My ELL students are just one specific example of why we must examine state and district policies regarding dyslexia. This invisible obstacle must be made visible so that we can form reasonable and research-driven policies that help all students achieve at the highest level. I myself have a lot to learn about the issue, but I plan on sharing what I am learning over a series of blogs devoted to dyslexia in Arizona schools.

The bottom line is that if we admire artists, thinkers and entrepreneurs who have been able to not only succeed despite a disability, but to actually own it, transform it like Frida Kahlo did with her beautifully and defiantly decorated corsets, then we owe it to all students to help make their canvas visible.

FridaKahlo by Olivia

Art by O. Sainz. Used with permission of the artist.

A Few Dyslexia Resources:

National Institute of Health Dyslexia Information Page

Arizona Department of Education Move on When Reading: Dyslexia (also, the new handbook)

Dyslexia Pathways Plus, Sharon Hanna, Reading Teacher and Dyslexia Tutor

Embracing Dyslexia Video

Yale Center for Dyslexia and Creativity

*IEP: Individual Education Plan which provides services to students with disabilities, 504 Plan: a student accommodation plan to account for a disability or illness. Both documents hold legal weight making schools accountable to serve students with disabilities or medical needs.

**Full Title: “Specific Learning Disability–Dyslexia: A Technical Assistance Document to Support Families and Teachers”




Amethyst Hinton Sainz

I currently teach English Language Development at Rhodes Junior High in Mesa Public Schools. I love seeing the incredible growth in my students and being an advocate for them. I am a National Board Certified Teacher in Adolescent and Young Adult English Language Arts. Before this position I taught high school English in Arizona for 20 years.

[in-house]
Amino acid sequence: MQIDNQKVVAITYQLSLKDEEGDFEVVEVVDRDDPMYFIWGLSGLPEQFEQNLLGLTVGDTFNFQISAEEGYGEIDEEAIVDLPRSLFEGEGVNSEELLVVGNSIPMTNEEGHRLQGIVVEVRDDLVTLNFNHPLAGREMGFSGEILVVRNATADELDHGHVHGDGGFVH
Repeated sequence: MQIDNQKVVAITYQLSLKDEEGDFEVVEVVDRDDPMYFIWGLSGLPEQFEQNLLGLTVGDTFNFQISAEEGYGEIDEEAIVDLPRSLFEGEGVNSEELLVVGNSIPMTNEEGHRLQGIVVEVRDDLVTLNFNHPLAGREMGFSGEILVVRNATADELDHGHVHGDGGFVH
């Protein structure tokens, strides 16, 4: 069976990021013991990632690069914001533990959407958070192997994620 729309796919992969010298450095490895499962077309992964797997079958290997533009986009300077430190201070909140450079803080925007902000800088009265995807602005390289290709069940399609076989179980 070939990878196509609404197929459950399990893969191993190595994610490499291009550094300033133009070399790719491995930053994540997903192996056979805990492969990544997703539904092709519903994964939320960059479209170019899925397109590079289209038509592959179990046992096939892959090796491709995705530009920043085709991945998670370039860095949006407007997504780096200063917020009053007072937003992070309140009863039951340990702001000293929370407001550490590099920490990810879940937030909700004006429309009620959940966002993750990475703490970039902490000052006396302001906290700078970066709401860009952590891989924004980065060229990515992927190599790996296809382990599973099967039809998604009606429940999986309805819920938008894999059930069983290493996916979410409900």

My alma maters are Blue Ridge High School and the University of Arizona. My bachelor’s degree in Creative Writing and Philosophy led me toward the College of Education, and I soon realized that the creative challenges of teaching would fuel me throughout my career. My love of language, literature and culture led me to the Bread Loaf School of English at Middlebury College for my masters in English Literature. I am a fellow with the Southern Arizona Writing Project, and that professional development along with, later, the National Board process, has been the most influential and transformative learning for me. I enjoy teaching students across the spectrum of academic ability, and keeping up with new possibilities for technology in education, as well as exploring more topics in STEM.

In recent years, much of my professional development has focused on teacher leadership, but I feel like I am still searching for exactly what that means for me.

I live in Mesa, Arizona with my family. I enjoy them, as well as my vegetable garden, our backyard chickens, our dachshund Roxy, reading, writing, cooking (but not doing dishes), hiking and camping, and travel, among other things.